What is a “solderless” breadboard?


A breadboard is a rectangular plastic board with many small holes in it. These small holes allow you to easily insert electronic components to build circuits. Technically speaking, these breadboards are known as solderless breadboards because they do not require soldering to make connections.


  • Size: 163 x 54 x 8 mm

  • 830 tie points breadboards: 630 tie-point ic-circuit area plus 2x100 tie-point distribution strips providing 4 power rails.

  • Wire size: Suitable for 20-29 AWG wires.

  • Material: ABS Plastic Panel, Tin Plated Phosphor Bronze Contact Sheet.

  • Voltage / Current: 300V/3-5A.

  • With Self-Adhesive Tape on the Back

What is in the breadboard?


The inside of the breadboard is made up of rows of small metal clips. When you insert the leads of a component into the holes of the breadboard, one of the clips catches it. Some breadboards are actually made of clear plastic, so you can see the clips inside.

What do the letters and numbers on a breadboard mean?


Most breadboards have some numbers, letters and plus and minus signs on them. Although the labels will vary from breadboard to breadboard, the function is basically the same. These labels allow you to find the corresponding holes more quickly when building your circuit.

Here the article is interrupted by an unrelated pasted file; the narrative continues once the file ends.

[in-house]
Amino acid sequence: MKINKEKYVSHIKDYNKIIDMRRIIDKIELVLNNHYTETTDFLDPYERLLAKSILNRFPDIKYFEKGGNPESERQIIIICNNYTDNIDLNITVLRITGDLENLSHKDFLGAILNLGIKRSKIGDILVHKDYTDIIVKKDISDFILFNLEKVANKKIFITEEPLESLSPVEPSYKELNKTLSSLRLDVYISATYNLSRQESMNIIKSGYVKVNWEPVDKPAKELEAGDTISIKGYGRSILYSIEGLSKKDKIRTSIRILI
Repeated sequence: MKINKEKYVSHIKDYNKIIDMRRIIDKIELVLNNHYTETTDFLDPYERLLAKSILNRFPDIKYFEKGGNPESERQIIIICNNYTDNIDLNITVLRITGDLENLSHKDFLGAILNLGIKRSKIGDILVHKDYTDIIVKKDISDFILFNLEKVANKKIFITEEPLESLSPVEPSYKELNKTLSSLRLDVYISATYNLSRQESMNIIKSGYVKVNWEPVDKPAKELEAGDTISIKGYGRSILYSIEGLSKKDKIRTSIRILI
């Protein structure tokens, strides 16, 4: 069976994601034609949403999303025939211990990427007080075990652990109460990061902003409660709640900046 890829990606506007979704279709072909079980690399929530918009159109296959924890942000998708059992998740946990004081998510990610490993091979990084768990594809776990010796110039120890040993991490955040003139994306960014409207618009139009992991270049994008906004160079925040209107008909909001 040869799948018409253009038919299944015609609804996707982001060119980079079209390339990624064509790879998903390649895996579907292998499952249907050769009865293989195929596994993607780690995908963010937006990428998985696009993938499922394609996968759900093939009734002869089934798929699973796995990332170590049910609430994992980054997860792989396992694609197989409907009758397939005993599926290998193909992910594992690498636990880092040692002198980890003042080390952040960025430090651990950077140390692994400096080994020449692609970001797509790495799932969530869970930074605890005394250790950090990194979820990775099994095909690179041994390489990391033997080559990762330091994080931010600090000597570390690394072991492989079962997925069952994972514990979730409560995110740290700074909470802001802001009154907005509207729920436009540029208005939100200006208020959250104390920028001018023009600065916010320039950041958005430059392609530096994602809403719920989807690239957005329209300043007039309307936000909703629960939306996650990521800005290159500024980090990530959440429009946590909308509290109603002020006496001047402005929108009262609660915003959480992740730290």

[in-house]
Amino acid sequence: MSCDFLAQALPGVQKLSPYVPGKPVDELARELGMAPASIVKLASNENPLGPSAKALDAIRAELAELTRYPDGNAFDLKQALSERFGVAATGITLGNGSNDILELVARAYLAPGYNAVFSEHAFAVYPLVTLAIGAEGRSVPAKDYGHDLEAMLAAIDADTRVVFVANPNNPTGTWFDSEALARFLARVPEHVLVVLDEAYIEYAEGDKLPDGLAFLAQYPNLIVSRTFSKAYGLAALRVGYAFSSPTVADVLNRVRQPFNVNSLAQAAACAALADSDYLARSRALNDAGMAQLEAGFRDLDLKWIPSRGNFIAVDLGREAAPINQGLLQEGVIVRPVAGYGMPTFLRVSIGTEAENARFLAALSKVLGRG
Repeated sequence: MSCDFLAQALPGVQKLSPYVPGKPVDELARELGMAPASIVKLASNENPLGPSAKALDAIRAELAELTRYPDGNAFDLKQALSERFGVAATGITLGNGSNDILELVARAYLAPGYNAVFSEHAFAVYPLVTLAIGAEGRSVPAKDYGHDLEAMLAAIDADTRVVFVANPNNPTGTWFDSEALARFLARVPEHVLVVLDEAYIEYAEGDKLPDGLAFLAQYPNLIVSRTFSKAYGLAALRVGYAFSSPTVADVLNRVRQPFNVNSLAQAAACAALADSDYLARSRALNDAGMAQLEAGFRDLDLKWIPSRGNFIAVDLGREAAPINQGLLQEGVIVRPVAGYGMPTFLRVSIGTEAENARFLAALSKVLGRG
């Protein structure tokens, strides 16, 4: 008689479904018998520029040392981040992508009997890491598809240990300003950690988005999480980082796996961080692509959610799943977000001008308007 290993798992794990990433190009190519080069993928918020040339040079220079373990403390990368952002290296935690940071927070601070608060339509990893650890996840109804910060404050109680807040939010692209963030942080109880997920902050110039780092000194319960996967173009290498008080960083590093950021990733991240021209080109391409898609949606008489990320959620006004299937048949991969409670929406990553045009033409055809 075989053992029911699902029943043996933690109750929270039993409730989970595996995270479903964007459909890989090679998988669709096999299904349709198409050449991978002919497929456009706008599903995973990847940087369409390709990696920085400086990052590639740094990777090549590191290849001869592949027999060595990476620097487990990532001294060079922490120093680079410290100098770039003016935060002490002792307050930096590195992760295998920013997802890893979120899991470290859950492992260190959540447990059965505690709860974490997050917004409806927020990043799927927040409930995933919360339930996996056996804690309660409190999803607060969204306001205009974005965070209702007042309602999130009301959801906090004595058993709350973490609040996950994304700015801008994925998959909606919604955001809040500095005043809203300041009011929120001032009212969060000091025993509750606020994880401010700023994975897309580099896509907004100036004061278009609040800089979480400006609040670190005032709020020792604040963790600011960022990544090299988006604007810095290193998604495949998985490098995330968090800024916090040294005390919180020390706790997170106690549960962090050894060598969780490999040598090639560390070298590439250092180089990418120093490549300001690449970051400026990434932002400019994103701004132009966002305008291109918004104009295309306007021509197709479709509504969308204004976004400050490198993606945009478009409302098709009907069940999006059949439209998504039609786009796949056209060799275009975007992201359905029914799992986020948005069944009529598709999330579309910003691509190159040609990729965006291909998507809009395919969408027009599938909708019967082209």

The row numbers and column letters help you to precisely locate the holes on the breadboard, for example, hole “C12” is where column C intersects row 12.

What do the colored lines and plus and minus signs mean?


The sides of the breadboard are usually distinguished by red and blue (or other colors), as well as plus and minus signs, and are usually used to connect to the power supply, known as the power bus.

When building a circuit, it is common to connect the negative terminal to the blue (-) column and the positive terminal to the red (+) column.

How are the holes connected?


As shown in the diagram, each set of five holes in the middle section, columns A-E or F-J, is electrically connected. This means, for example, that hole A1 is electrically connected to holes B1, C1, D1 and E1.

It is not connected to hole A2 because that hole is in a different row with a separate set of metal clips. It is also not connected to holes F1, G1, H1, I1 or J1 because they are located in the other “half” of the breadboard - the clips are not connected across the middle gap.

Unlike the middle section, which is grouped by five holes, the buses on sides are electrically connected separately. For example, the column marked blue (-) is electrically connected as a whole, and the column marked red (+) is also electrically connected.

Which electronic parts are compatible with breadboards?


Many electronic components have long metal legs called leads. Almost all components with leads will work with a breadboard. Components such as resistors, capacitors, switches, diodes, etc. can be inserted in any of the rows, but ICs need to be arranged across the middle gap.